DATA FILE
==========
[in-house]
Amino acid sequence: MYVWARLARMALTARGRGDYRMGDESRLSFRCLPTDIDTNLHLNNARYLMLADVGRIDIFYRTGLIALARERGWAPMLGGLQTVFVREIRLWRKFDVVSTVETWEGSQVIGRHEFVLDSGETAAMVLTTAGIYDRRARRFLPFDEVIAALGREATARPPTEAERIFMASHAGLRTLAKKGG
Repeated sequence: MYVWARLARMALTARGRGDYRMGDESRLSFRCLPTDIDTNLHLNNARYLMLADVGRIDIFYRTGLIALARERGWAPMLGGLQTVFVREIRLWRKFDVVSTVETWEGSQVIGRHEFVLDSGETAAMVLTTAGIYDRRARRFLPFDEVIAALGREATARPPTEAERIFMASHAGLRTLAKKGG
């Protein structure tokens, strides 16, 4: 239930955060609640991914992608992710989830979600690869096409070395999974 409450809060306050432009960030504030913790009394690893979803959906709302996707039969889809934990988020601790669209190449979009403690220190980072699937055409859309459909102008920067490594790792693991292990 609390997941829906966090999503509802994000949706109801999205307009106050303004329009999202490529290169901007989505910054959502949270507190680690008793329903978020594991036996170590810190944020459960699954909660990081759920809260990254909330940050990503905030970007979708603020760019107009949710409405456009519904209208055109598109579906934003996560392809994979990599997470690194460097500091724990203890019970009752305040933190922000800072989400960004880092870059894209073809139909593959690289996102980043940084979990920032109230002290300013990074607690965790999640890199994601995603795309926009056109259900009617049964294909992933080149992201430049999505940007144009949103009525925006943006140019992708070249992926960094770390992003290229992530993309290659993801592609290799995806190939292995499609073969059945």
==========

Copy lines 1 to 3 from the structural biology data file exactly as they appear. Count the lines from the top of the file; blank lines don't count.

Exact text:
[in-house]
Amino acid sequence: MYVWARLARMALTARGRGDYRMGDESRLSFRCLPTDIDTNLHLNNARYLMLADVGRIDIFYRTGLIALARERGWAPMLGGLQTVFVREIRLWRKFDVVSTVETWEGSQVIGRHEFVLDSGETAAMVLTTAGIYDRRARRFLPFDEVIAALGREATARPPTEAERIFMASHAGLRTLAKKGG
Repeated sequence: MYVWARLARMALTARGRGDYRMGDESRLSFRCLPTDIDTNLHLNNARYLMLADVGRIDIFYRTGLIALARERGWAPMLGGLQTVFVREIRLWRKFDVVSTVETWEGSQVIGRHEFVLDSGETAAMVLTTAGIYDRRARRFLPFDEVIAALGREATARPPTEAERIFMASHAGLRTLAKKGG